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Are we Dependent or Self-Sufficient Beings?

F. Earle Fox
A New Year's email to my extended family.  We get into some amazing discussions...! 

        Yes, Happy New Year to All,  and a Merry 12th Day of Christmas!!!  (It is still only 10:43 pm if you are up...) 
        BBB, I am glad that you are explaining your views.  I hope others will explain theirs as well. 
        You mentioned recently that you relied upon yourself, suggesting that that is what we all need to do.  There is, of course, a sense in which that is true.  We all need to come to the place where we can trust ourselves to know the truth about something, trust ourselves to make decisions, etc. 
        But, be that as it may, suppose that we are inherently dependent beings, i.e., that we need things outside of ourselves just to exist, let alone exist well.  That is not a slur or a slander on us.  It is a matter of fact -- either we are dependent beings or we are not.  If we were not, then we would need nothing from outside of ourselves to flourish.  But if we are dependent beings, then would it not make sense to acknowledge that fact?  
        And, are there not a whole mass of things we need to exist -- beginning with the cosmic constants, the amount of mass in the universe, the strength of gravity, and literally hundreds, if not thousands, of other things which scientists are routinely discovering?  Those of course are beyond our control and so we are dependent upon them.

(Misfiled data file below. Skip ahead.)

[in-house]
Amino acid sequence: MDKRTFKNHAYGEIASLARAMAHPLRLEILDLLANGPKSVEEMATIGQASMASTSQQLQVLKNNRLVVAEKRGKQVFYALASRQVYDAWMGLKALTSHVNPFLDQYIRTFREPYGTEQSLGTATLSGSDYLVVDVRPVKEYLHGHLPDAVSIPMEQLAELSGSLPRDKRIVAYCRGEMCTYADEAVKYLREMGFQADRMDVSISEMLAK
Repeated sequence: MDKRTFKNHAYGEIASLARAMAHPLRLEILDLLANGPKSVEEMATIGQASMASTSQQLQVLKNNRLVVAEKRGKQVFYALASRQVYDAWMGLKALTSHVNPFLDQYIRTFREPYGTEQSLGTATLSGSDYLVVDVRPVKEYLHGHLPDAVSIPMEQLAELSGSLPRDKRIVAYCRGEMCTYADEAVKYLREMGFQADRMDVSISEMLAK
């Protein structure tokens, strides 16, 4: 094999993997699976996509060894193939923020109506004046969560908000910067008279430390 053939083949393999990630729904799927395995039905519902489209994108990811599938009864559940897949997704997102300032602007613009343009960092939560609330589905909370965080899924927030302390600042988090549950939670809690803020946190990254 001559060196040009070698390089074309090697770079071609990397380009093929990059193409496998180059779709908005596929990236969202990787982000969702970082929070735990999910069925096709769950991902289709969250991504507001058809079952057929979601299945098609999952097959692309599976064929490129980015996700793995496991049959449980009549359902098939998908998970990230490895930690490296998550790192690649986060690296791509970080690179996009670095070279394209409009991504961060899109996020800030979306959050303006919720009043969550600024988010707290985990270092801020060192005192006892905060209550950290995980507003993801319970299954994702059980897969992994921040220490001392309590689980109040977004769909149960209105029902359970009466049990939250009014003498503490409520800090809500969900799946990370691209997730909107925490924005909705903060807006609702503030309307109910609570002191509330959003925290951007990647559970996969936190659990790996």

But some of those things you are interested in are also areas of our dependency - the quality of the environment, for example.  We need food, warmth, clean air, sanitation.  We need each other, not just for practical tasks, but for companionship, for meaning and purpose. 
        And is not a large part of our downside the crappy way we go about managing our production and distribution of all those things?  Someone said, rightly I think, that the most obviously and empirically true of all Biblical teachings is the Fall, i.e., that we have by one means or another alienated ourselves from God, and come to the place where are often our own worst enemies, and do not seem capable of turning that around.  Our technologically advanced 20th century by half way through had killed a greater percentage of the world's population than any previous century.  And, so far as I can see, no good reason to think that is going to change. 
        I do not see how the world without God can supply our two most necessary stabilities:  (1) stability of personhood, of identity, of being;  and (2) moral stability.  Do we not want to know (1) who we are and (2) where we are going? 
        If it is true that only God can in fact supply those 2 at a fundamental level, would not that be a realistic and practical reason for getting to know Him?  If Jesus is God reaching to do that supplying, is not that an important part of the equation? 
        As John Eldredge's article pointed out, Christians have often done a very poor job of explaining the answers to queries like yours.  But you seem to see only the negative view of Christianity to which he points as wrong.  I agree with him, have always agreed, and wanted to teach the better view as I began to understand it.  I remember the day I stood in the pulpit at St. Stephen's Church in East Haddam, CT, and announced, "It is always a good idea for me to be Earle Fox.  It is always a good idea for you to be you.  God does not create junk, and behind the notion of original sin is a deeper and more fundamental notion of Original Goodness, to which the Bible witnesses in the very first chapter of Genesis."